Read an excerpt from ‘Grief Is for People,’ Sloane Crosley’s first memoir

This story discusses suicide. If you or someone you know is at risk of suicide, please call the U.S. National Suicide Prevention Lifeline at 800-273-8255, text HOME to 741741 or go to for additional resources.

An exploration of loss, Sloane Crosley‘s first memoir “Grief Is for People” is, in many ways, a stark departure from her previous essay collections and novels, though she still writes with humor and wit.

Out Feb. 27, the memoir opens with the grief Crosley experienced after her New York City apartment was burglarized and several pieces of family jewels are stolen.

One month later, Crosley’s close friend and former colleague, book publicist Russell Perreault, took his own life, ushering her into a more harrowing form of grief.

Over the course of a year, Crosley tries to come to terms with the loss of her grandmother’s jewelry and her friend through a jumbled version of Elisabeth Kübler-Ross’s stages of grief. It’s not a self-help book, nor did it ever feel like a form of personal catharsis.

“I think of catharsis as ‘phew’ or an exhale. If anything, after I wrote the last paragraph, I thought, ‘And now we can begin,’” Crosley tells in an exclusive interview.

Crosley has shared an exclusive excerpt from “Grief Is for People,” which she describes as a funny and painful effort to honor her late friend, Russell. The book, she says, is not intended to be speculative, but rather “to bring to the surface how almost intolerably funny he was.”

Crosley knows there’s a chance her memoir will help readers who are grieving the loss of a loved one to suicide. That was enough to keep her going.

“About halfway through, I (started) thinking that I wished this book existed while I was in so much pain,” Crosley says.

Excerpted from Grief Is for People by Sloane Crosley. Published in the United States by MCDxFSG, February 2024. Copyright © 2024 by Sloane Crosley. All rights reserved.

Read an excerpt from ‘Grief Is for People’

Is there such a thing as a funeralzilla? When my former colleagues secured a space for a memorial service, I did my best to make them regret consulting me. I objected to everything. I wanted something small. Dinner at an expensive restaurant. And we were to serve only Russell’s favorite foods. And only certain people should give speeches and they shouldn’t drone on. No one had the heart to say: “You do realize he will not be attending the dinner?” Fine, then. If we must do something bigger, it should be massive. And the programs should be fastened with ribbon, not staples. Actually, maybe we shouldn’t do it at all. All those people, stuck in their chairs like they’re getting a lecture on the Constitution. Maybe we should do it outside. Is it hard to shut down Fifth Avenue for an hour?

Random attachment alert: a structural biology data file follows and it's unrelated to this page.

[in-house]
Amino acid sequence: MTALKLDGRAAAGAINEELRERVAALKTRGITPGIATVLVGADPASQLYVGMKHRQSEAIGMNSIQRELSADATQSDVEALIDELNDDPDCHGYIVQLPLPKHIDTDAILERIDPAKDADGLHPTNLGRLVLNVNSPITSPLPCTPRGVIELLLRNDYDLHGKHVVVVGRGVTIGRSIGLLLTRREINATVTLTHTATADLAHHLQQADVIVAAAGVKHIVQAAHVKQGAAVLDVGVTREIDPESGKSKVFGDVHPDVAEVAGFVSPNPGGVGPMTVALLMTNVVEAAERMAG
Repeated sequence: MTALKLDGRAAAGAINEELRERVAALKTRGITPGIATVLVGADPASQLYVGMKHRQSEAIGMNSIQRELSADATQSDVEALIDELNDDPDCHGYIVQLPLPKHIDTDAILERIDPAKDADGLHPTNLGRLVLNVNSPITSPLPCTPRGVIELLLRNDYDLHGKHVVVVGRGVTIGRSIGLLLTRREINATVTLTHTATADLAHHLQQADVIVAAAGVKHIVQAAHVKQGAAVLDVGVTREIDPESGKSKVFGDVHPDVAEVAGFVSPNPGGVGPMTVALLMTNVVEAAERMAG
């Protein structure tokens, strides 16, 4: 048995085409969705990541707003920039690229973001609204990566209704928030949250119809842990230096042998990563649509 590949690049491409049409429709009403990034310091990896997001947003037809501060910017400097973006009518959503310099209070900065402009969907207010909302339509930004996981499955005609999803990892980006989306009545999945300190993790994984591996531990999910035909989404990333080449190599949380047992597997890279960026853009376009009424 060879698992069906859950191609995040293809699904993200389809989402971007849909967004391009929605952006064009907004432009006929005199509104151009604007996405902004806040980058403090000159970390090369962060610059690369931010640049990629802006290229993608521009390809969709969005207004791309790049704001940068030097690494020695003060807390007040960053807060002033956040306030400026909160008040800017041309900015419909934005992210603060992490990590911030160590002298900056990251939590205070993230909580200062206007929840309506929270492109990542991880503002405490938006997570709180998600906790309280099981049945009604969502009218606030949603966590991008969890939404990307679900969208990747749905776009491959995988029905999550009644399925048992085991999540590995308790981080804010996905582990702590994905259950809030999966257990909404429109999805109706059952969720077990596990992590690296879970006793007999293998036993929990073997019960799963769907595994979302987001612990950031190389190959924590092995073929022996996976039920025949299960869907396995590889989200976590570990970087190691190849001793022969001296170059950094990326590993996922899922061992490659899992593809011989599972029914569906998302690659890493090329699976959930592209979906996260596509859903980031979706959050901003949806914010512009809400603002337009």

It took a small army to get it through my skull that people needed to mourn, and not just Russell’s five favorite people. A few more than that. They needed to sit in an auditorium and listen to speeches and poems, and some of those poems might be Auden. This is not actually about Russell. More to the point, it’s not about me. I am not the sole protector of this man. If he were here, he could manage the guest list, but he’s not here. The needs of the living are more important than the wants of the dead. Can’t I understand? Not as important. More important.

In the end, the only decision I made was to wear a dress I liked but Russell hated, and shoes Russell liked but I hated. This seemed like a fair compromise, considering. I wrote a eulogy. So did others. Our stories had so much duplicate fiber. But other people seemed to have no problem accessing their anger at Russell. Their heartbreak wires (I miss him) were entangled with their rage wires (I’ll kill him). They were in pain too, of course. If a rising tide lifts all boats, a whirlpool pulls them all to the bottom. The same way I had to pass the restaurant where I last saw him just to leave the house, they had to pass his empty office just to get to the bathroom.

Backstage, I saw his partner, who did not speak, who could not speak. We hugged. I hadn’t seen him since the parking lot in Connecticut, and before that? Not for years. He smelled like the fireplace and garlic. Russell’s garlic. John Updike wrote, “Every marriage tends to consist of an aristocrat and a peasant.” I’m sure their roles were perfectly obvious from the inside, but I never knew who was who when we were eating cobbler straight from the pan. Or when Russell dove into the pool while the dogs paced the perimeter, barking with concern.

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